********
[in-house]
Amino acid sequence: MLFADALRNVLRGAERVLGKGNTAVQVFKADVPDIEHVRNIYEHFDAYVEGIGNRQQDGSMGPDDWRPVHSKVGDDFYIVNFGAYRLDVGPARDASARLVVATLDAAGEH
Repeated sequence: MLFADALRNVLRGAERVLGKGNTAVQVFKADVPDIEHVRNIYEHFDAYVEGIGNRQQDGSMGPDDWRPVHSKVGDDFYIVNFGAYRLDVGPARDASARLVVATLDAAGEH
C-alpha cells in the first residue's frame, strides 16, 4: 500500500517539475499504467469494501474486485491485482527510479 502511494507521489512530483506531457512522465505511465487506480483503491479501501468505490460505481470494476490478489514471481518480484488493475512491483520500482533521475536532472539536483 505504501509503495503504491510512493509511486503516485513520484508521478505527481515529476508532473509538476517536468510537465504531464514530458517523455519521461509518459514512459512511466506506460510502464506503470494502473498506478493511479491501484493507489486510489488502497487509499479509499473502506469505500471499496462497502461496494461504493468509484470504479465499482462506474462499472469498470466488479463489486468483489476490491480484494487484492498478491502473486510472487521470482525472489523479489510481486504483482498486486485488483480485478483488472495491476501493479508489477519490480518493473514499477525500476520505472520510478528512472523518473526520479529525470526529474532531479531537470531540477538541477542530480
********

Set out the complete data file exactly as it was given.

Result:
[in-house]
Amino acid sequence: MLFADALRNVLRGAERVLGKGNTAVQVFKADVPDIEHVRNIYEHFDAYVEGIGNRQQDGSMGPDDWRPVHSKVGDDFYIVNFGAYRLDVGPARDASARLVVATLDAAGEH
Repeated sequence: MLFADALRNVLRGAERVLGKGNTAVQVFKADVPDIEHVRNIYEHFDAYVEGIGNRQQDGSMGPDDWRPVHSKVGDDFYIVNFGAYRLDVGPARDASARLVVATLDAAGEH
C-alpha cells in the first residue's frame, strides 16, 4: 500500500517539475499504467469494501474486485491485482527510479 502511494507521489512530483506531457512522465505511465487506480483503491479501501468505490460505481470494476490478489514471481518480484488493475512491483520500482533521475536532472539536483 505504501509503495503504491510512493509511486503516485513520484508521478505527481515529476508532473509538476517536468510537465504531464514530458517523455519521461509518459514512459512511466506506460510502464506503470494502473498506478493511479491501484493507489486510489488502497487509499479509499473502506469505500471499496462497502461496494461504493468509484470504479465499482462506474462499472469498470466488479463489486468483489476490491480484494487484492498478491502473486510472487521470482525472489523479489510481486504483482498486486485488483480485478483488472495491476501493479508489477519490480518493473514499477525500476520505472520510478528512472523518473526520479529525470526529474532531479531537470531540477538541477542530480